Sorry Johnny but this starvation crap is absolute BS. Starvation is when you go on a very severe caloric deficit. How can you possibly go into “starvation” if you had already eaten few hours before? It’s ridiculous. I personally used to quite fat 5’11 108 kg think that’s 240 pounds. Now i’m 89 kg 197 pounds and i did that through simply EATING LESS. How can you give your body time to burn fat as energy while eating 6 small meals? Who has time for that? An average person doesn’t know what a small meal is, is that one apple or a bowl of cereal? It’s an unrealistic lifestyle, where a person will be thinking about his next meal all day. Eat less take in your required calories over a short period of time and give your body extra time to use fat for fuel. My last meal is at 5 just before training, sometimes i train fasted and i feel no difference, actually feel healthier fresher when i’m fasted. Think fitness experts like you Johnny and you are a very good boxing man, i’ve read ALL you articles they’re brilliant, but don’t believe all this metabolism crap with 6 meals a day it’s a myth, your metabolism will be the same depending on calories if you get them through 6 meals a day or a giant 1 meal, your metabolism will remain the same due to sufficient calories, oh and also muscle mass which is important for metabolism. Btw the 6 small meals also teases the crap out of you, eating like a rabbit nibbling all day long, i tried it worked for a little but, but only because i was at a caloric deficit, i would of still lost that weight if not even more with 3 meals, certainly would of and i HAVE lost shit ton of weight eating same amount of calories in a short space of time. I want to eat to live not live to eat. Sorry about the long one, just this small meal hoax irritates me. I have more energy eating less in a smaller period, then nibbling all day long. People should try intermittent fasting before knocking it saying it kills your energy for training, makes you starve all which is BS.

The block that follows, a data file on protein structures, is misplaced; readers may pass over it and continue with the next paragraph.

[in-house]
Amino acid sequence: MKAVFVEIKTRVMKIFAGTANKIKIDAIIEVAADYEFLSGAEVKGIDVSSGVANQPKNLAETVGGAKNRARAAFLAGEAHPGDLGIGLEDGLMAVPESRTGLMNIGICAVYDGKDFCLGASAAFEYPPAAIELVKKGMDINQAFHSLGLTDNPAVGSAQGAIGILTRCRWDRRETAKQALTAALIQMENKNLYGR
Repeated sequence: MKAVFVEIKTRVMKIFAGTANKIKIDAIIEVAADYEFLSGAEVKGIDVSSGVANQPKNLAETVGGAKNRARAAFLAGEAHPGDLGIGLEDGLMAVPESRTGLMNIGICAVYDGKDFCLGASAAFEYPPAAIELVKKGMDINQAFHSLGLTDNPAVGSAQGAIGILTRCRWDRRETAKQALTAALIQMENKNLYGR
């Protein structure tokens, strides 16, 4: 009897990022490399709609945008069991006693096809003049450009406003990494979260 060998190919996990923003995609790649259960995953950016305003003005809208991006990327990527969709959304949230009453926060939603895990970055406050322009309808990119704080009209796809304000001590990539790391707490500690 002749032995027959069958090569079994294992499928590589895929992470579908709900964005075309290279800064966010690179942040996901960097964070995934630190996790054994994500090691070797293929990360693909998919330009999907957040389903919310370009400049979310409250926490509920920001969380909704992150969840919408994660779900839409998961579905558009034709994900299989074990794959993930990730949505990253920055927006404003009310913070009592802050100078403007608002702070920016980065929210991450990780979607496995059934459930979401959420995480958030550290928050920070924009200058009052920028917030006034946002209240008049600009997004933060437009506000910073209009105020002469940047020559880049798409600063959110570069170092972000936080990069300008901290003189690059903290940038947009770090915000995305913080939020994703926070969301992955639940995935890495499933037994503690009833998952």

Johnny N November 22, 2013 at 9:09 pm